I was wearing new clothes, faded red shirt and jeans, that my Mom had brought when she arrived with Josie, once I had called her and explained to her what happened: I used one of the upstairs stay-rooms’ shower, and threw them on: but they aren’t here anymore. Josie had a bedtime to stick to, but I had to tell them that I was okay repeatedly and would return home shortly; Mom had said she would be waiting up for me. She had been a complete nervous wreck, but hadn’t really yelled at me like I excepted she would; she only hugged me for the longest time, glad that was safe, and okay. I had given a broken smile, and told her that I was glad too. She had no idea how close it had been…If it hadn’t been for that girl, whoever she was…I’d be dead. I hadn’t imagined her. I could see her still in my head; although what I remember is shrouded by the rainstorm and darkness…But I remember that glint of her eyes…Echoes of her otherworldly singing beneath the water; but maybe that had been the part I really had imagined. Because that is really…impossible.

“You okay, hun?” I hear Mab’s voice bring me out of my strange world of thought. “Awfully quiet.”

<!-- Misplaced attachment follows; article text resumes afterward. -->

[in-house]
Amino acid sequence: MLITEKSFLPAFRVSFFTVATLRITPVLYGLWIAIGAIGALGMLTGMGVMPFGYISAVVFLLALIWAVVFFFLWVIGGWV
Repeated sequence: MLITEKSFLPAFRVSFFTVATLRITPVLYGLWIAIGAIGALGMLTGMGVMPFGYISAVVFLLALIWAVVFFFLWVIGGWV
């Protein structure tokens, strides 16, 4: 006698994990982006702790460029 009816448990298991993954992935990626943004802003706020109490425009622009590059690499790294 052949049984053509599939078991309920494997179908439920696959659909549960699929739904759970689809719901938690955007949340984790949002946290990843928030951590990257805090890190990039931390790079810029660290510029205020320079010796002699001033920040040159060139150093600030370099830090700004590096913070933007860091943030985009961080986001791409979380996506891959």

I blink rapidly, and shake my head. “Oh, sorry,” I say, “just was thinking.”

I can see her looking at me, her rosy complexion, curious green-tinted eyes, staring deep within me, as she smirks wiping the inside out of a dirty glass, causing a soft squeak here and there. She knows. I don’t know how she knows that I’m not telling them everything, that I just didn’t fall off the boat, and happen to not drown in that terrible storm…But in the awkward silence, I can tell. She does. I swallow.

But the smirk only turns into a non-suspecting smile, and she replaces the glass where it belongs onto the overhanging bartending rack, where other glasses glittering in the flickering candlelight suspend silently in the shadows. She dusts her hands off, and asks, “All done?”